Colorado's robust network of distillers keeps putting forth excellent expressions of their craft. As we round into summer, here's a trio of local spirits worth seeking out in your favorite cocktail establishment or adding to your home bar for porch sipping or warm-weather cocktailing.
Ski Bum Rum
331 Corporate Circle, Suite C, Golden
Ryan Max Riley launched Ski Bum Rum a year ago, using a custom-made copper still to make his rums the way they were made 150 years ago, before big companies stripped flavor agents out of their silver rums to make them more like vodka. Borrowing lessons from Scotch producers, he works to extract maximum flavor during distillation, producing a remarkably complex silver rum — the Last Run Silver — that showcases the rich raw sugar that serves as his base. Adjusting his cuts helps him get a more delicate base spirit for his coconut rum, dubbed Edelweiss Coconut and infused with real coconut, and a headier launch point for his spiced rum, Local Legend. All three are easy to sip over an ice cube, and they add more depth to cocktails than much of what you'd otherwise pluck off the shelf. You can find Ski Bum Rums in liquor stores all over the state, but it's worth heading out to the Golden tasting room to chat with Riley, who, in addition to leading you through a tasting of the spirits, will mix you a daiquiri or piña colada while you watch old ski videos on his projector.
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Leopold Bros. Summer Gin
4950 Nome Street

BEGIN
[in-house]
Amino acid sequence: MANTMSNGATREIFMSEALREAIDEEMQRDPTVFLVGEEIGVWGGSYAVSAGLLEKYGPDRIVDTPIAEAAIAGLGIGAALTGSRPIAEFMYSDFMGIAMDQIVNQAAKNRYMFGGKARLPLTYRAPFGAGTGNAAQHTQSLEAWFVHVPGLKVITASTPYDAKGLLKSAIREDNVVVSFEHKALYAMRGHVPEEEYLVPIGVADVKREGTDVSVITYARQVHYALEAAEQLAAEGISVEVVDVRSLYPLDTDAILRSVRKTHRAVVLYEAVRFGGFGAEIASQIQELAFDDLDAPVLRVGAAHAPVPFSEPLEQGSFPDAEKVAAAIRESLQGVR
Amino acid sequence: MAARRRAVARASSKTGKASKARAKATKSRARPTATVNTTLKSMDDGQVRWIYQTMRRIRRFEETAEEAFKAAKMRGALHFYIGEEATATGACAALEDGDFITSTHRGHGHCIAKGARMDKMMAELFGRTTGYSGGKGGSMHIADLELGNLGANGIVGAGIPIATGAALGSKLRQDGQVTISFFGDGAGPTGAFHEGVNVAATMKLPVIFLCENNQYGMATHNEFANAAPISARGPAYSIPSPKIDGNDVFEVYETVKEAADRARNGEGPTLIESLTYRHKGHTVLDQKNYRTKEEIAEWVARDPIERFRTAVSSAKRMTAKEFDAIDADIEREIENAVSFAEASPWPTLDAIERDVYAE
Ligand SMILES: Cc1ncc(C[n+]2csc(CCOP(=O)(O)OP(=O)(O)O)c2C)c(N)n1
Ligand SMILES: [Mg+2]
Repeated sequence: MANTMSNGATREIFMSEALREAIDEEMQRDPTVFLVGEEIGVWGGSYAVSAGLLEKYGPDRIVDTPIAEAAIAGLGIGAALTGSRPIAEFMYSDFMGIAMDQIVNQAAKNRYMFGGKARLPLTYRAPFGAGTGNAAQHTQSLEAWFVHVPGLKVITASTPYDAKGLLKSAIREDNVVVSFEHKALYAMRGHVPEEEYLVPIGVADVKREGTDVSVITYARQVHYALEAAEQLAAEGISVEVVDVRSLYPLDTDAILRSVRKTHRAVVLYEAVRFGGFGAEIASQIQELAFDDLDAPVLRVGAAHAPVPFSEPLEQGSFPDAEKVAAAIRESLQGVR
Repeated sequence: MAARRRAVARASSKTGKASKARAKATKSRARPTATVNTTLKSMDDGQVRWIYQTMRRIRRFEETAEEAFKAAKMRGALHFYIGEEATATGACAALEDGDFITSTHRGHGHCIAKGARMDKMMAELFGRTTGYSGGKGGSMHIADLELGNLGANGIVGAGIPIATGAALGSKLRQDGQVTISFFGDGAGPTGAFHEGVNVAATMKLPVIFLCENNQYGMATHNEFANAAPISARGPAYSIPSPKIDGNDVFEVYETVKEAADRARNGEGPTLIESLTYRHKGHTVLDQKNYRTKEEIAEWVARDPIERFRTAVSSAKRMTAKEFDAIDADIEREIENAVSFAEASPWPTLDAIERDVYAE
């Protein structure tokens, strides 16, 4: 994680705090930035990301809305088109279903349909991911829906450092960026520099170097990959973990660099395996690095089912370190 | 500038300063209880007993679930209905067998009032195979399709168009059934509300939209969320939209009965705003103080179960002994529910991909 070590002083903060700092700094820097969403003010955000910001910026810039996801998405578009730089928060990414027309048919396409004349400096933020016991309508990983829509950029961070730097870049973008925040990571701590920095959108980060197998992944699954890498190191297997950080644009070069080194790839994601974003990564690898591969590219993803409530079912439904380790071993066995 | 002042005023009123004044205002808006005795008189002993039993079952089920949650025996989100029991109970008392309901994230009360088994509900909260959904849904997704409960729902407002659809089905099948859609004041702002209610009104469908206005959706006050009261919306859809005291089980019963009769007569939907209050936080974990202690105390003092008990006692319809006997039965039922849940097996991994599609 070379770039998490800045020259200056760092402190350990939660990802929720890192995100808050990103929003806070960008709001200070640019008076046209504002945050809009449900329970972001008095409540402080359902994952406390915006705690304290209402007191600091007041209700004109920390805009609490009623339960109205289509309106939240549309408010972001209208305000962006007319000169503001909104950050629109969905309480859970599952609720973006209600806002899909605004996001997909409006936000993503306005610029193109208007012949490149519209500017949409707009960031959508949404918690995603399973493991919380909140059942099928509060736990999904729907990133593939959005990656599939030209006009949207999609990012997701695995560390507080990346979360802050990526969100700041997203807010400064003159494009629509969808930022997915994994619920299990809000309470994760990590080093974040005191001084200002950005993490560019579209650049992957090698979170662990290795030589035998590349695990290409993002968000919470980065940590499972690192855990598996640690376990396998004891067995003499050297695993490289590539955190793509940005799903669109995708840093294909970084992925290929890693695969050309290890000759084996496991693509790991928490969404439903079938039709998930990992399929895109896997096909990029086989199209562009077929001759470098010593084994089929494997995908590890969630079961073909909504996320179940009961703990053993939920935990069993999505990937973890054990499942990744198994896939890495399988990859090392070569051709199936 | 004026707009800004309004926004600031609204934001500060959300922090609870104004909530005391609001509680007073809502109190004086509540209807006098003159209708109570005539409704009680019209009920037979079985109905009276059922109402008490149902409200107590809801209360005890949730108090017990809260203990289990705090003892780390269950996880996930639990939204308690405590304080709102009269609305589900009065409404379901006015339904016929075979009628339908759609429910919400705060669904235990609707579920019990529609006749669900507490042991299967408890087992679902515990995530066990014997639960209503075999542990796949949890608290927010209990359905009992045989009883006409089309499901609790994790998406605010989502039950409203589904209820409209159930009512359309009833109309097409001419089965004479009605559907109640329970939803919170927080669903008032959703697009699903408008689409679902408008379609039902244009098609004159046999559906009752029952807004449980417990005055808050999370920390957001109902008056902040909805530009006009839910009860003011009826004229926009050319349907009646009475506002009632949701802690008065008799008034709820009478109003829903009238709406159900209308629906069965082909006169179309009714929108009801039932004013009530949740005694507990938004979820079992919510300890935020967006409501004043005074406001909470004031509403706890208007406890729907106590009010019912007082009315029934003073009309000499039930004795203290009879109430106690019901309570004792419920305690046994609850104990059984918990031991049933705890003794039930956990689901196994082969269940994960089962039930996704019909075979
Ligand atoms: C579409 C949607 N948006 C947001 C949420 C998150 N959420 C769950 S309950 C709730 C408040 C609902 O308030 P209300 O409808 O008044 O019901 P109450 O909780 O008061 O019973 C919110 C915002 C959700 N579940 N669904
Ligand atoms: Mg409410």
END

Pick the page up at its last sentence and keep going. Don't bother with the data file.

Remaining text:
Leopold Bros. makes its gin offerings a trifecta with the Summer Gin, which, says owner and head distiller Todd Leopold, was born from a desire to make a lighter summer spirit. As with its siblings, this gin starts with a base spirit made in-house from wheat, potato and malted barley, and derives its flavor from blood orange and lemon myrtle, which Leopold says adds citrusy depth on the mid-palate without imparting an artificial note that you sometimes get with lemons. You'll also get a whiff or taste of cucumber and honey when you sip; Leopold says that comes from an herb called everlasting flower that also in the blend. At 94 proof, this gin packs a punch, and it's nice neat or mixed into a summery cocktail. Just pounce quickly: this is a seasonal release, says Leopold, and it won't be around once the company sells through the run. But fear not: It will be back every summer.
A.D. Laws Bottled in Bond Straight Corn Whiskey and Bottled in Bond Two Grain Straight Bourbon
1420 South Acoma Street
To label your spirit a straight corn whiskey, you must use un-charred barrels, which explains why these spirits are so light in color and delicate in flavor. The A.D. Laws Bottled in Bond Straight Corn is made from 86 percent corn and 14 percent malted barley, and was aged for nearly five years in toasted (but un-charred) new oak. Per its name, it also meets the criteria for Bottled in Bond, which means it was aged in a federally bonded and supervised warehouse for at least four years and bottled at 100 proof. The resultant spirit is light and mellow, with notes of butterscotch and toffee. A nice summer sipper over ice, it’s one of the few Laws spirits we’d mix in a cocktail (the others are so complex we like to enjoy them with just a couple of drops of water). But if you’d like to do the same, you need to get yourself to the tasting room this week: This is an extremely limited run, and it won’t be available anywhere else. As for the Two Grain Straight Bourbon? It has the same mash bill and Bottled in Bond specs as the corn, but it was aged in charred oak.